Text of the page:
FMP/FREE MUSIC PRODUCTION - An Edition of Improvised Music 1989-2004


Peter Niklas Wilson


Beyond categories

"I try to tell stories like Homer and I organise them like Joyce. My music is a stream of consciousness. Just talk, let your thoughts flow and let them sort them selves out." What Sam Rivers formulated some time ago in an interview with Wolf Kampmann, does not only bring to mind Kleist's reflections on producing thoughts through conversation (absolutely pertinent to improvisation), but also makes something else clear: Samuel Carthorne Rivers is no master of the miniature, but an extemporising long-distance runner. The reference to Homer makes sense. What characterises an epic poem - long windedness of form, magic of repetition, its pathos - also characterises Rivers soulful and many-convoluted lines. This is not music of a simple, previously discernible dramatic development, but a mode of existence in sound: potentially endless, and, at the same time, wide awake for the happening of the moment. Rivers' music is not spectacular - no superficial pyrotechnics, no forced, ecstasy - and it demands patience and time of whoever wants to commit himself to its logic of gentle flow, of small turbulences, of sudden rapids.

And it demands even more of whoever enters its space as active co-creator. The fine line between redundancy and entropy the multi-instrumentalist Rivers always walks - the razor's edge between the logic of motives and free leaps of consciousness, between tonal clarity and free tonal ambiguity, between defined tempo and breathing agogics - to recognise it and, what is more, to balance on top of it with equal elegance demands considerable sensitivity from Rivers' duo partners. Alexander von Schlippenbach demonstrates it in every one of the seventy minutes of this recording. Such astonishing affinity to a foreign, very special concept of free improvisation may be surprising, but can be explored and explained. On the one hand, already in 1995 within the framework of a first collaboration with the American (documented on "Backgrounds for Improvisors", FMP CD 75), Schlippenbach had the opportunity to familiarise himself with Rivers' musical persona. On the other hand, the piano player from Berlin, like his American counterpart, is one of those free improvising musicians who had studied the jazz tradition extensively before emancipating himself from it. And, thirdly, Schlippenbach as well as Rivers, is equally au fait with the means and techniques of European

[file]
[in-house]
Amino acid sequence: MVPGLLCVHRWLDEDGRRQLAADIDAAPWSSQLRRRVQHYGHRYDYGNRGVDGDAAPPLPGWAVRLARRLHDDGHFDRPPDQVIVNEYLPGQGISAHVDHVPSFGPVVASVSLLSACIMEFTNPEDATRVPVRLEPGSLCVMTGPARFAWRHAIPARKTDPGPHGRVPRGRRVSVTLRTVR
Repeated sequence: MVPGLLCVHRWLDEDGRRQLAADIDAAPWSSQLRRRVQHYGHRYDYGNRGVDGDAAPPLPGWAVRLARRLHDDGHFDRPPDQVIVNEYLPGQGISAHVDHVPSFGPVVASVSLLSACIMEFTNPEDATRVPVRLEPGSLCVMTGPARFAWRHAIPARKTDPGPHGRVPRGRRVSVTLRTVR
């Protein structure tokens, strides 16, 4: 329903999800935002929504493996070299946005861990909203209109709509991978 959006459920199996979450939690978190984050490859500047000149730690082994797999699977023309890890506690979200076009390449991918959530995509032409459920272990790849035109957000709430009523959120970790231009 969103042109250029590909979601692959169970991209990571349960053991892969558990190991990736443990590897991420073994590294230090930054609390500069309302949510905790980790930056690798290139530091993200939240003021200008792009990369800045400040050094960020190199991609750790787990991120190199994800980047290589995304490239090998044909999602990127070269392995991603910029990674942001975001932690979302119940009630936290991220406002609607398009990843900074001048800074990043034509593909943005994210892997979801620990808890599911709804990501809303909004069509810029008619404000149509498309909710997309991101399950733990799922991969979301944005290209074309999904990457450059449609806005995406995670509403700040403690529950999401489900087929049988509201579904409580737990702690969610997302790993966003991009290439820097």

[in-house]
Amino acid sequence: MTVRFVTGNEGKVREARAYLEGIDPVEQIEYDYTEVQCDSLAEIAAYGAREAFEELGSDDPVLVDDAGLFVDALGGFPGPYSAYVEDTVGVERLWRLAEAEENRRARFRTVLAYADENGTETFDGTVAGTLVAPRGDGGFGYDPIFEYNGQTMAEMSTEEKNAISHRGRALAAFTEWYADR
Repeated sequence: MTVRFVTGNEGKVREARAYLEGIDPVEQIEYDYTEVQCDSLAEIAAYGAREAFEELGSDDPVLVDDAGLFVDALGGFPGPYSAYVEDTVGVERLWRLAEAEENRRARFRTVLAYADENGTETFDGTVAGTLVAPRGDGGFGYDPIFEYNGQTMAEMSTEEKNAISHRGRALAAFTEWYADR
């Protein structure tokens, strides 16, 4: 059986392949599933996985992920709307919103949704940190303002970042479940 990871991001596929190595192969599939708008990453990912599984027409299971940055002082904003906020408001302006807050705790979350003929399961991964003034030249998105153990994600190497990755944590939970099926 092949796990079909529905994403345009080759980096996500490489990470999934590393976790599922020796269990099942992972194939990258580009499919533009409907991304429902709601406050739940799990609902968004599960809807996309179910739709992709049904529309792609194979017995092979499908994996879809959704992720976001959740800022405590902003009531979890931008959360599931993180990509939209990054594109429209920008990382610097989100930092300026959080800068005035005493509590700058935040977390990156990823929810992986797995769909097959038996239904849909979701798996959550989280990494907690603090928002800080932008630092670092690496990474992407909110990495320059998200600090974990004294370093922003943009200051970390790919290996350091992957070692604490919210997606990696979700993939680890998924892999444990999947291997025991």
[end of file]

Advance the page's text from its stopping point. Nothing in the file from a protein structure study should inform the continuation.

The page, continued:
New Music as with those of African-American music (Schlippenbach studied with Bernd Alois Zimmermann; Rivers studied at the New England Conservatory in Boston). No wonder that Schlippenbach and Rivers, even in the most open of contexts think and feel in terms of tonality and form; no wonder that the pianist quick-wittedly and effortlessly parries the motif-like offerings of the saxophonist and flute player. Rivers, on the other hand, an active pianist as well, is best qualified to react on his instruments to specialised keyboard textures and forms of movement.

In successful duo music, it may seem inappropriate to emphasize the contribution of one partner or the other in the creative process. But I must admit that Schlippenbach's role in these five improvisations impresses me particularly. Not only because the pianist succeeds in adjusting to the highly specific and in a traditional sense without any doubt "unjazzy" flow of Rivers' phrases - alternating long vibrato-animated notes and rapid movement patterns -, but also because he knows how to throw light on the saxophone's lines in a great variety of ways, to put them into different contexts all the time, to "orchestrate" them spontaneously: by thinning it down to a two part harmony or by symphonic increases in density, by clever alternating and contrasting registers, through thematic like echoes, using dramatic and elaborate changes between motif-like reaction playing, dense weaving of patterns, modest withdrawal to accompanying backgrounds or well-calculated breaks, when Rivers' meandering lines only follow their autonomous logic.

The music of Sam Rivers and Alexander von Schlippenbach, their collective music: a world in itself, neither energy playing in the sense of hardcore-freejazz nor an example of a sound exploration aesthetic in the British (or Chicago) sense of the word. Freedom, as Sam Rivers defines it for himself, does not mean "unconditional renunciation of melody and rhythm, but the freedom of being able to choose what I want to play, 'Free', to me, means beyond all categories."

Translation: Isabel Seeberg & Paul Lytton

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